I can’t really even express in words, then, how I felt when I checked my phone after watching a movie and saw that I’d missed a bunch of texts, two of which were as follows: One from my little sister saying B**** had friended her on Facebook, and one from Facebook saying those impossible little words: B**** J****** has requested to add you as a friend on Facebook. I was just talking the other day about how fragile life is, how it can just turn upside down and inside out in the blink of an eye. Sometimes upside down is a wonderful wonderful way to be. Life has this funny way of scaring and blessing you at the same time. My dad is so sick, just laying in bed because sitting down hurts, waiting for a call that he can come back to the hospital, and I am so worried about him. But my long-lost brother just walked back into my life and has missed me as much as I have missed him. He wants to see me as soon as possible and I just want to hold him for hours. I just want to look at him so I remember his face again. I have his number and I can’t wait to hear his voice.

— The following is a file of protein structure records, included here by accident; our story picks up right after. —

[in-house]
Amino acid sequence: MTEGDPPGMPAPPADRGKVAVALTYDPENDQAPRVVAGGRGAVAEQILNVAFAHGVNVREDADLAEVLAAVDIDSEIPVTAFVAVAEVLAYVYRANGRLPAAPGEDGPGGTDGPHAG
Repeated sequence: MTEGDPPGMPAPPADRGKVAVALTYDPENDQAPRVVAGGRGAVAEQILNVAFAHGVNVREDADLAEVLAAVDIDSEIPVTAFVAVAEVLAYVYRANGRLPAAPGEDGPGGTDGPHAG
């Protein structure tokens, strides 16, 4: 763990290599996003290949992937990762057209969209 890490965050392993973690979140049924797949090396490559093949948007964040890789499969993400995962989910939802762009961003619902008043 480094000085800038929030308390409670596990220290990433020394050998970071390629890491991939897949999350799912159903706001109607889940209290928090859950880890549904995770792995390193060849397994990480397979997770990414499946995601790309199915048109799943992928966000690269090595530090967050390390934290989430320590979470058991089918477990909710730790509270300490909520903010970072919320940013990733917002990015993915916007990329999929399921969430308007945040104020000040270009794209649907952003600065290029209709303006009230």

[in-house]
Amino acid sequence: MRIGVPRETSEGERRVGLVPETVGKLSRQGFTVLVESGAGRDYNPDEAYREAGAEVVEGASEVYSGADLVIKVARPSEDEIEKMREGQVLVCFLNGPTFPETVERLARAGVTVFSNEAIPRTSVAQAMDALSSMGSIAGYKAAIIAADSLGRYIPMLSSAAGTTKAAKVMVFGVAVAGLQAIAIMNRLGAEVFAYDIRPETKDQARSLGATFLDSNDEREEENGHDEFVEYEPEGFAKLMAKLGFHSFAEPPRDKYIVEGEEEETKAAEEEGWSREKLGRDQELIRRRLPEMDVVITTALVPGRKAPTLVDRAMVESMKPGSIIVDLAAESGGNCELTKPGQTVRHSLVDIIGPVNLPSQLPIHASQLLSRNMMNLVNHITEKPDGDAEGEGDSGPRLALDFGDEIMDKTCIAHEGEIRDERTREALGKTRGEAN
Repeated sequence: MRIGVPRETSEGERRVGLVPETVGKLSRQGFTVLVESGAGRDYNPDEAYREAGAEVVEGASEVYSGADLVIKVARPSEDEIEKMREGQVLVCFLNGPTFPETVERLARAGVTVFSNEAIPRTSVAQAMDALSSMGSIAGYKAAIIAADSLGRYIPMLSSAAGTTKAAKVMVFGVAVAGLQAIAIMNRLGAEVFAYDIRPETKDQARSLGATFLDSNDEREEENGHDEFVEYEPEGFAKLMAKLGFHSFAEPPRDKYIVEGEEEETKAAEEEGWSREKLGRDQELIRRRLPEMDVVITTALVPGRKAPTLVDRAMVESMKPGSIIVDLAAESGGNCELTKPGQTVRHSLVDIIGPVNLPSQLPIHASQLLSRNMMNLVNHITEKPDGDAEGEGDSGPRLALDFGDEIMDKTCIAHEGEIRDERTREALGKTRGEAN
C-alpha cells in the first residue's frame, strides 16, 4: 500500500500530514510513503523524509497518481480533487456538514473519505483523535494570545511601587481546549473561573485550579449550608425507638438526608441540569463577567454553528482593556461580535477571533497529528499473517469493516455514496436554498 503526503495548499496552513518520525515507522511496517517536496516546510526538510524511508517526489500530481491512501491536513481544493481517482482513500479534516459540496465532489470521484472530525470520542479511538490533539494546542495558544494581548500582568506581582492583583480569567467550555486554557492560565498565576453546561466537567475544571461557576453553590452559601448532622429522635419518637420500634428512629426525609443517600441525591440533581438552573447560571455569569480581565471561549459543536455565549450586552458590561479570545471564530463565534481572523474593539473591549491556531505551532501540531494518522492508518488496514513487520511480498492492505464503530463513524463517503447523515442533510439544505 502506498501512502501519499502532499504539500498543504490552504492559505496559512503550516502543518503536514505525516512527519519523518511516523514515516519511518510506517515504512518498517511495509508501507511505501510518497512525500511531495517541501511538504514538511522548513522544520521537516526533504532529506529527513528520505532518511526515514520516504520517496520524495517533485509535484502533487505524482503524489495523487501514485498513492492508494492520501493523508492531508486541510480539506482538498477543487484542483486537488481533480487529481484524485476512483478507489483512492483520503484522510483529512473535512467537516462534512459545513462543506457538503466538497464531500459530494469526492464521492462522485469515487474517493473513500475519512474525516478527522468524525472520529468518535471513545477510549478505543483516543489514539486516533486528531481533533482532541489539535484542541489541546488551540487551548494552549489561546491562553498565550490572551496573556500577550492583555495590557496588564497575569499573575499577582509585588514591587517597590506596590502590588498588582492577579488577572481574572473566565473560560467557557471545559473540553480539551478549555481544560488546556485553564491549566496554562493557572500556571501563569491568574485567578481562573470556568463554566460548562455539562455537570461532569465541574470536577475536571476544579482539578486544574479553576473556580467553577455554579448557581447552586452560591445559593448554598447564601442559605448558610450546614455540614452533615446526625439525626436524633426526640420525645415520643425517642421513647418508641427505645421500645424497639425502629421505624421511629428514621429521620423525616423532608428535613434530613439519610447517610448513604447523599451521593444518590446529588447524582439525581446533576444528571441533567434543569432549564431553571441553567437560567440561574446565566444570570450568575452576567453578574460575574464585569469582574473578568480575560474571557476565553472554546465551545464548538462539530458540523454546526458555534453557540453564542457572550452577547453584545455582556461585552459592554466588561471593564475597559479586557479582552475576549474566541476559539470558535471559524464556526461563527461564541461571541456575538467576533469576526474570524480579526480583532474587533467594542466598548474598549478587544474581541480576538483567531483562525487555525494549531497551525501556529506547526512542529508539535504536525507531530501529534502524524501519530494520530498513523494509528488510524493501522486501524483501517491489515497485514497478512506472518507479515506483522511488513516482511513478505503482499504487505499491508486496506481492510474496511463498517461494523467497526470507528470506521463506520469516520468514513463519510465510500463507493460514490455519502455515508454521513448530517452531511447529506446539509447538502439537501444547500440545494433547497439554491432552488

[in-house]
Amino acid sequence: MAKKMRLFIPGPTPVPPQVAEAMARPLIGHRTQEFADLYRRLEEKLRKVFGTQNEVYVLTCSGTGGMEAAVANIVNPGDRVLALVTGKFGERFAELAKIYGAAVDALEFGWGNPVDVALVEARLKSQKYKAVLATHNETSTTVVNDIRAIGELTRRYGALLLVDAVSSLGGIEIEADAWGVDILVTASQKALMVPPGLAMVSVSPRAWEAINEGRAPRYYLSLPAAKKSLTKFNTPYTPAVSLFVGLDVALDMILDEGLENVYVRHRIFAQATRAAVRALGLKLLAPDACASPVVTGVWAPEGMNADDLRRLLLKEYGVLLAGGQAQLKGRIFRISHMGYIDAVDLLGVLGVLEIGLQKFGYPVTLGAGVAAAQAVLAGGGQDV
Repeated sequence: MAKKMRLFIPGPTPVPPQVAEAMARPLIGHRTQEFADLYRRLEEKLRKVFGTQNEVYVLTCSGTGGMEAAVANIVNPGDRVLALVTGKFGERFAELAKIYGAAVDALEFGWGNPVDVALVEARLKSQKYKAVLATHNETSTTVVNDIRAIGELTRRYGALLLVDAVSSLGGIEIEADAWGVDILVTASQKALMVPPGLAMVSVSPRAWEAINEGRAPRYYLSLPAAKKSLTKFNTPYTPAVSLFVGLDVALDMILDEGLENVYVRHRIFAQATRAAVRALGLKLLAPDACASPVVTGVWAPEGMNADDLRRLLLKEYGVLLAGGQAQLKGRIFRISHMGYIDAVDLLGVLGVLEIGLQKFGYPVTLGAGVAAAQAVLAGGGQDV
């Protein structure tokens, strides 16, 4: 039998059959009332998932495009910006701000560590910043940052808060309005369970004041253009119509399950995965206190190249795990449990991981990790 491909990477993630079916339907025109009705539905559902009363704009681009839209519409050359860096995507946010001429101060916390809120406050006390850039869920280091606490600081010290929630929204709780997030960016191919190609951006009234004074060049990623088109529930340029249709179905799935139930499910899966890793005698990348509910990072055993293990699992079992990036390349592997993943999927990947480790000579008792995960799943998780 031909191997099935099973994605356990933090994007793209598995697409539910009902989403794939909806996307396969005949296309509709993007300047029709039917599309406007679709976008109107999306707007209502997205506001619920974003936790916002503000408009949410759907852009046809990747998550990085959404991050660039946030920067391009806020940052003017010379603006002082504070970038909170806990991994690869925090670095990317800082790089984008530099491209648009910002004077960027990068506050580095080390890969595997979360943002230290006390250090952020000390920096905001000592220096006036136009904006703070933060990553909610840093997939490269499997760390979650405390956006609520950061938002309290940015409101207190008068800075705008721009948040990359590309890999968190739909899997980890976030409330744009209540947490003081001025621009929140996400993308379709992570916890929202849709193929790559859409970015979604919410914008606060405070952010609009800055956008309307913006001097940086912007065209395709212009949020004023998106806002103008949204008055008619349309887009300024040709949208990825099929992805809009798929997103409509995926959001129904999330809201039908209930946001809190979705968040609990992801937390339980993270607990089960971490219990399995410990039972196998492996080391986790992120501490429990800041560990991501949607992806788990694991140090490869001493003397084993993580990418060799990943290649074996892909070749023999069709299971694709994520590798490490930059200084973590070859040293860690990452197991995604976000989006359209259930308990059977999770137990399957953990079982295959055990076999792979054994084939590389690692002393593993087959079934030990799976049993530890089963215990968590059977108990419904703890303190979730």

Confession: Everything I ever say about family and how mine isn’t that big a deal to me is total and complete BULLSHIT. I think I just tell myself that to avoid remembering how much it hurts to have lost such important parts of it. But I don’t have a word for how deliriously ecstatic Facebook-chatting with my brother the night before last made me feel, or for how terrified I am about my dad’s health right now. My friends are my family, but my family is my family too, and my heart is feeling so much at one time right now. Daddy, I love you. BJ, I love you too. There are some bonds that can never be broken.